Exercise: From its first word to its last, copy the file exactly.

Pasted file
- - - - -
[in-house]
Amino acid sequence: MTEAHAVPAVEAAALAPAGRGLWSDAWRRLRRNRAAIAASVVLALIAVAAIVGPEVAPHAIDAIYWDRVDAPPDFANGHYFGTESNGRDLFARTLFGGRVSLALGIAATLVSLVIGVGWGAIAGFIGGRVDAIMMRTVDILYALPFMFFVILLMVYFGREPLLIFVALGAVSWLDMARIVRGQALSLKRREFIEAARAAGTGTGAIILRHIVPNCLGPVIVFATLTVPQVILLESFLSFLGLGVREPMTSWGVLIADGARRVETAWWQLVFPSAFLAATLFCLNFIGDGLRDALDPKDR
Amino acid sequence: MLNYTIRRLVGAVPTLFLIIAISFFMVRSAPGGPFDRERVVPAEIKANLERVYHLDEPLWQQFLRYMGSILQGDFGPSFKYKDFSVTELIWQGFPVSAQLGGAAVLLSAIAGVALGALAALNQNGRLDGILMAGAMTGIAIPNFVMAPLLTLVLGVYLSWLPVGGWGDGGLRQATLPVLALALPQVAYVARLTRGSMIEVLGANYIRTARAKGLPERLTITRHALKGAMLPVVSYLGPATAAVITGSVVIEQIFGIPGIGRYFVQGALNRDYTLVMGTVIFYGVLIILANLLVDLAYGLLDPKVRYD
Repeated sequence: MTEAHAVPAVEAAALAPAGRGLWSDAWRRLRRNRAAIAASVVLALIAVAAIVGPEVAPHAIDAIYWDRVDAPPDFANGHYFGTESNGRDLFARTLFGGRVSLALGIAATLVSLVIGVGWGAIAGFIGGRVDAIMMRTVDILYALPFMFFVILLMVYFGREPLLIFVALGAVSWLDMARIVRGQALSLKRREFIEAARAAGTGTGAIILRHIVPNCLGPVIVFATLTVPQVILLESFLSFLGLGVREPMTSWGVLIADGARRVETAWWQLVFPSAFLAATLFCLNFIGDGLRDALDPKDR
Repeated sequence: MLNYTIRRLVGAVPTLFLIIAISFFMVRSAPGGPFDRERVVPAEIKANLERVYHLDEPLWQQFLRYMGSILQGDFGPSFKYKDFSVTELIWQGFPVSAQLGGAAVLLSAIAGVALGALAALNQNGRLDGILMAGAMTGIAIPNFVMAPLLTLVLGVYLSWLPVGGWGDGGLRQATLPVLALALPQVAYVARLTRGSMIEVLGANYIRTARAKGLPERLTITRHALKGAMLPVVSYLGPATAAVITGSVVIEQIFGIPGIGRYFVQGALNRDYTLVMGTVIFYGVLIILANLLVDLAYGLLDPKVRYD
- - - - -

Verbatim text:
[in-house]
Amino acid sequence: MTEAHAVPAVEAAALAPAGRGLWSDAWRRLRRNRAAIAASVVLALIAVAAIVGPEVAPHAIDAIYWDRVDAPPDFANGHYFGTESNGRDLFARTLFGGRVSLALGIAATLVSLVIGVGWGAIAGFIGGRVDAIMMRTVDILYALPFMFFVILLMVYFGREPLLIFVALGAVSWLDMARIVRGQALSLKRREFIEAARAAGTGTGAIILRHIVPNCLGPVIVFATLTVPQVILLESFLSFLGLGVREPMTSWGVLIADGARRVETAWWQLVFPSAFLAATLFCLNFIGDGLRDALDPKDR
Amino acid sequence: MLNYTIRRLVGAVPTLFLIIAISFFMVRSAPGGPFDRERVVPAEIKANLERVYHLDEPLWQQFLRYMGSILQGDFGPSFKYKDFSVTELIWQGFPVSAQLGGAAVLLSAIAGVALGALAALNQNGRLDGILMAGAMTGIAIPNFVMAPLLTLVLGVYLSWLPVGGWGDGGLRQATLPVLALALPQVAYVARLTRGSMIEVLGANYIRTARAKGLPERLTITRHALKGAMLPVVSYLGPATAAVITGSVVIEQIFGIPGIGRYFVQGALNRDYTLVMGTVIFYGVLIILANLLVDLAYGLLDPKVRYD
Repeated sequence: MTEAHAVPAVEAAALAPAGRGLWSDAWRRLRRNRAAIAASVVLALIAVAAIVGPEVAPHAIDAIYWDRVDAPPDFANGHYFGTESNGRDLFARTLFGGRVSLALGIAATLVSLVIGVGWGAIAGFIGGRVDAIMMRTVDILYALPFMFFVILLMVYFGREPLLIFVALGAVSWLDMARIVRGQALSLKRREFIEAARAAGTGTGAIILRHIVPNCLGPVIVFATLTVPQVILLESFLSFLGLGVREPMTSWGVLIADGARRVETAWWQLVFPSAFLAATLFCLNFIGDGLRDALDPKDR
Repeated sequence: MLNYTIRRLVGAVPTLFLIIAISFFMVRSAPGGPFDRERVVPAEIKANLERVYHLDEPLWQQFLRYMGSILQGDFGPSFKYKDFSVTELIWQGFPVSAQLGGAAVLLSAIAGVALGALAALNQNGRLDGILMAGAMTGIAIPNFVMAPLLTLVLGVYLSWLPVGGWGDGGLRQATLPVLALALPQVAYVARLTRGSMIEVLGANYIRTARAKGLPERLTITRHALKGAMLPVVSYLGPATAAVITGSVVIEQIFGIPGIGRYFVQGALNRDYTLVMGTVIFYGVLIILANLLVDLAYGLLDPKVRYD